We got to Tashkent just before 1. Tashkent is a very big city. Like Khiva, Bukhara and Samarkand, it was flattened by Genghis Khan in the early 1200s. Like those three cities, it was part of the Silk Road. Unlike those 3 cities, it doesn't currently have any major historical sites. Instead it became a major population center under the Czar-ist Russia and the USSR, as thousands if not millions were relocated from other parts of Russia and the USSR to Tashkent, where the weather was warmer and there were opportunities for farming. Also, during World War II, the USSR relocated factories to Tashkent, as it was safe from the front lines. Tashkent was actually the 3rd or 4th largest city in the USSR, behind only Moscow, St. Petersburg and perhaps Kiev. Our hotel (The Lotte) was near the "center" of city. We had lunch at the hotel, and this was the first place besides Istanbul where we could use our credit card. This was by far the most "US" type of hotel we'd stayed at so far. The lunch time prices were exorbitant on a relative scale, but still only like $9-10 for an entree. We each had lamb chops, wine, and a cocktail. Walking around the hotel, there was some sort of a tennis tournament going on, with lots of tall thin white guys walking around. Justin would have fit in about 15-20 years ago.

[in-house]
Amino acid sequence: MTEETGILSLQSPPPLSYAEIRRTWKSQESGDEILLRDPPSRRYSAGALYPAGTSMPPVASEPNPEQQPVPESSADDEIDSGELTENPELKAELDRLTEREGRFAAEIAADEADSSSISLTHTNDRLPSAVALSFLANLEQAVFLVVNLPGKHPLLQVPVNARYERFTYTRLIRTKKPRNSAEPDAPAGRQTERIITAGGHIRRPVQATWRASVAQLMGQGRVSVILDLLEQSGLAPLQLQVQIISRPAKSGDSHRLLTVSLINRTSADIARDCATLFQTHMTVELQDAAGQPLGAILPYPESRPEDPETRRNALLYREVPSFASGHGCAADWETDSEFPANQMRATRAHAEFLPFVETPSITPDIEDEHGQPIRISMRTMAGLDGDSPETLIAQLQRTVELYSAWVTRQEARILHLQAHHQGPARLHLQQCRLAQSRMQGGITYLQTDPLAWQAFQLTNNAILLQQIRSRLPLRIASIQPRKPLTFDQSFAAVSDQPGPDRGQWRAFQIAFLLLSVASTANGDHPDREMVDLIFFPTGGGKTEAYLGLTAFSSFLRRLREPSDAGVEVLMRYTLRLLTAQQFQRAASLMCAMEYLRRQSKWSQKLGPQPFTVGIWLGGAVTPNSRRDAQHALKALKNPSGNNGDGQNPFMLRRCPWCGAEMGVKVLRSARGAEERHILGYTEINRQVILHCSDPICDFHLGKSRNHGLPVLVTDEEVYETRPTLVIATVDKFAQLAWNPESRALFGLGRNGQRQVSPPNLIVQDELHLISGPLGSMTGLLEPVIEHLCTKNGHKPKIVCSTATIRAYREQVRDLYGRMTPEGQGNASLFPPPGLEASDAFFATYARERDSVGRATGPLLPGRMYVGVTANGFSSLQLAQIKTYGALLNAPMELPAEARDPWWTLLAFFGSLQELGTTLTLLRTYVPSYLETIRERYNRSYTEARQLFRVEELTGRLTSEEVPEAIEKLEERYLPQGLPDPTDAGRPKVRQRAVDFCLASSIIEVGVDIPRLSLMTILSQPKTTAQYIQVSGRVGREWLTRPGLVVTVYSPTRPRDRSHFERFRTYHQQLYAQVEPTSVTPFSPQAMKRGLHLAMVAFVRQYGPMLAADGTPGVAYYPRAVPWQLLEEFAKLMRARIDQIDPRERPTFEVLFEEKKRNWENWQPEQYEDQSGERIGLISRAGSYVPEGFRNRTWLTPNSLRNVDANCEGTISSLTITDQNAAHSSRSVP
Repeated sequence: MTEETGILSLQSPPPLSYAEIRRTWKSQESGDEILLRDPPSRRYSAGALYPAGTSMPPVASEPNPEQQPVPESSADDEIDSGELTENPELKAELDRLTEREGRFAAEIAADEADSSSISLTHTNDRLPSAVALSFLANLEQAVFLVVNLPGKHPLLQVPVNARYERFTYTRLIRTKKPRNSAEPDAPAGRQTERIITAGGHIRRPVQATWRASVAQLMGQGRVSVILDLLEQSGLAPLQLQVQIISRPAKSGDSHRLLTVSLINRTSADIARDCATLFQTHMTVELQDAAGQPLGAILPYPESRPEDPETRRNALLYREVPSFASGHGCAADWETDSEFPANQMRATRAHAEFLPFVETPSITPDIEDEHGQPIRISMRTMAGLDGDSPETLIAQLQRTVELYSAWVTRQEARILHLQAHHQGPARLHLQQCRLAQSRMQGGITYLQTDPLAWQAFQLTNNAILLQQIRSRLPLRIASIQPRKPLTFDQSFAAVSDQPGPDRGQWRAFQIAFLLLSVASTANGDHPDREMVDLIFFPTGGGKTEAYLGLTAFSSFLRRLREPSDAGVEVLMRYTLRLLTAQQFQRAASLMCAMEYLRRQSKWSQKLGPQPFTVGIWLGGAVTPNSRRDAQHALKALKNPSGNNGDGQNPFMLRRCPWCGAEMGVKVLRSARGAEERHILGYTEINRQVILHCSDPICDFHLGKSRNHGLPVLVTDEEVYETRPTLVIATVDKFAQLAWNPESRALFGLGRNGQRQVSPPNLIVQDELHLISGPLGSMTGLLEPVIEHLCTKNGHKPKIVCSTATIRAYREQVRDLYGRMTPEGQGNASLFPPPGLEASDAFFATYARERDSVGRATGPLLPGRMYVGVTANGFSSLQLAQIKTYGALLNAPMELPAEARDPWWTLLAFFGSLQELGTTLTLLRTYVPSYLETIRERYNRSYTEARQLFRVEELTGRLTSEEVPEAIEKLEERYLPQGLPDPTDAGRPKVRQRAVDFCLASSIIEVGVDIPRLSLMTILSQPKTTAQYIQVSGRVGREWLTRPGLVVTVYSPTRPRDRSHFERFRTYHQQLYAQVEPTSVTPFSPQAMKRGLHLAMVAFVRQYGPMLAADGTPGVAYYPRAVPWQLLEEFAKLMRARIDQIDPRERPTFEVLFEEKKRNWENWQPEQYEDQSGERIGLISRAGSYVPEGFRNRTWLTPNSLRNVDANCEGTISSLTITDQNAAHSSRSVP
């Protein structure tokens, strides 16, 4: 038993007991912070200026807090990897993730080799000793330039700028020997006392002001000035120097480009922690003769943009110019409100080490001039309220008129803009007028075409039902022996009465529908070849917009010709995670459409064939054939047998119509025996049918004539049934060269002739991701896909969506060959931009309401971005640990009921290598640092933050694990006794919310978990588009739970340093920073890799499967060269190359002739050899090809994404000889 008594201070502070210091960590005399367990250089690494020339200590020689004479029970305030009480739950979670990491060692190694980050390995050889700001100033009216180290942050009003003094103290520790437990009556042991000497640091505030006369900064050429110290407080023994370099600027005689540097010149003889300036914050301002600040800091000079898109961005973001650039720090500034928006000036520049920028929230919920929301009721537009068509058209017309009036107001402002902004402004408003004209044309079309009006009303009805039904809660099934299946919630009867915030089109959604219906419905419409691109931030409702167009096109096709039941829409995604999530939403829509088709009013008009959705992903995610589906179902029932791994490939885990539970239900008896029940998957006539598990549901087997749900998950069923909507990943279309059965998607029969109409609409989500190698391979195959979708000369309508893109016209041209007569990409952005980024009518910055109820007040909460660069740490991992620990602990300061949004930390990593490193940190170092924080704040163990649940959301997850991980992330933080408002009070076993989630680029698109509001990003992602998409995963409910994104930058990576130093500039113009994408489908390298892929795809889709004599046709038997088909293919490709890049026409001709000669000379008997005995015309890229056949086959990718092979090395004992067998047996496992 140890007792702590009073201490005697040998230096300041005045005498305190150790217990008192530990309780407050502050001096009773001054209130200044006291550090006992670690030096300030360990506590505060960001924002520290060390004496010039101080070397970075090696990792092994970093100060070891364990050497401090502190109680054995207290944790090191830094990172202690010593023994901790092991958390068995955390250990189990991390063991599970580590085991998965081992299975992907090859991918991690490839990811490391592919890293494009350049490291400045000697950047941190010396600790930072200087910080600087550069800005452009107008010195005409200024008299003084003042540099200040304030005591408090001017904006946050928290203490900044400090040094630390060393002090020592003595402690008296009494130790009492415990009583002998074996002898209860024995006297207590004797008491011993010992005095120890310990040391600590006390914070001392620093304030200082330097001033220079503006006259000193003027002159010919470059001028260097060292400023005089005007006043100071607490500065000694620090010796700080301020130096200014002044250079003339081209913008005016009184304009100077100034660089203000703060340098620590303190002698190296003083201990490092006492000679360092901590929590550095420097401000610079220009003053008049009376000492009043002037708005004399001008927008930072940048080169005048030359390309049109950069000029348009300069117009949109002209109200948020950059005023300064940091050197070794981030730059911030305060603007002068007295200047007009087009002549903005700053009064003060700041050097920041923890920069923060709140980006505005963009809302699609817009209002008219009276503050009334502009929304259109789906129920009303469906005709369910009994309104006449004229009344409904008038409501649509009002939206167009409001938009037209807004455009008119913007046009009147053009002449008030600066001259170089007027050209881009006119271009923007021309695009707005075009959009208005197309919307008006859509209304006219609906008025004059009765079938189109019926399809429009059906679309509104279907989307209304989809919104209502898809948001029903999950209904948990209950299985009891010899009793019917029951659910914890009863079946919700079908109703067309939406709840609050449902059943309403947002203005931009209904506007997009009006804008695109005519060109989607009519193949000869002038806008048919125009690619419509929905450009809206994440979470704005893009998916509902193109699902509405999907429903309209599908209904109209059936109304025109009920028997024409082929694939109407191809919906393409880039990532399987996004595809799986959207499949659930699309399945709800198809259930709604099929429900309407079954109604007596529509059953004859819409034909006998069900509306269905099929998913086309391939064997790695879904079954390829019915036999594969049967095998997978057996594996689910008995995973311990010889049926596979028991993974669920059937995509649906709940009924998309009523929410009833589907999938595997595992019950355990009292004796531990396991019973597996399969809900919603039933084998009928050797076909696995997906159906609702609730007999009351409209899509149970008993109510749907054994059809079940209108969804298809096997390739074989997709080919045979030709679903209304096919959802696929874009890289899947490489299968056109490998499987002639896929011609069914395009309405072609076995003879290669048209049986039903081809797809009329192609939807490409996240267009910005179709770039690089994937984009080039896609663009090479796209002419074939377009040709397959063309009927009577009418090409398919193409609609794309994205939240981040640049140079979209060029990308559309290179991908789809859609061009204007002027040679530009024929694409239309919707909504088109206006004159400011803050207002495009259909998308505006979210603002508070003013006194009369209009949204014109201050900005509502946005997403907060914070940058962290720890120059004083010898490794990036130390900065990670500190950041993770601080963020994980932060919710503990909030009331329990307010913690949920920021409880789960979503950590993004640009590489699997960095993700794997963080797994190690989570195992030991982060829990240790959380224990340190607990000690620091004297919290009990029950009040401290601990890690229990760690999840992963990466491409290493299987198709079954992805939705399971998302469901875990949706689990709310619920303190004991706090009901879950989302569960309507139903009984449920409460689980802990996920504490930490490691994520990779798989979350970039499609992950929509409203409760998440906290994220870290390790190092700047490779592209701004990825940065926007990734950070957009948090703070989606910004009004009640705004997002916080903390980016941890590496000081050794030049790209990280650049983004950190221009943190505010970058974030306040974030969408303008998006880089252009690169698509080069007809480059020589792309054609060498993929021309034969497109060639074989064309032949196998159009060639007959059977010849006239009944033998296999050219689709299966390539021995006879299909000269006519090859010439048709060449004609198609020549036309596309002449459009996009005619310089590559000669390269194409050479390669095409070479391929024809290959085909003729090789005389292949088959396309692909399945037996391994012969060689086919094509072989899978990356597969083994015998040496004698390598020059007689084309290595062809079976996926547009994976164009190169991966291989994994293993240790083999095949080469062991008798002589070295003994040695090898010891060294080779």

We met Firdacz and our guide Batir at 3 for a brief city tour. Our first stop was the Courage Monument, an earthquake memorial. In April 1966, Tashkent was decimated by a 7.5 earthquake, and over 300,000 people were left homeless. The new city looks much more Soviet than the other places we visited, with Soviet-style buildings, wide streets with trees, big plazas for parades, and monuments all around the city. We asked Batir why Tashkent specifically was chosen by the Soviets to be such a big city, and he said it was because of its access to water, its ability to spread out with increased population, and its access to nearby Soviet Republics (now countries) of Kazakhstan (just 5-10 miles north of the city), Tajikistan (50 miles south of the city), and Kyrgyzstan (abotu 60 miles east of the city). The only other people at the Courage Monument was another wedding party. By now it was weird if we didn't see a wedding during the day, no matter the day of week.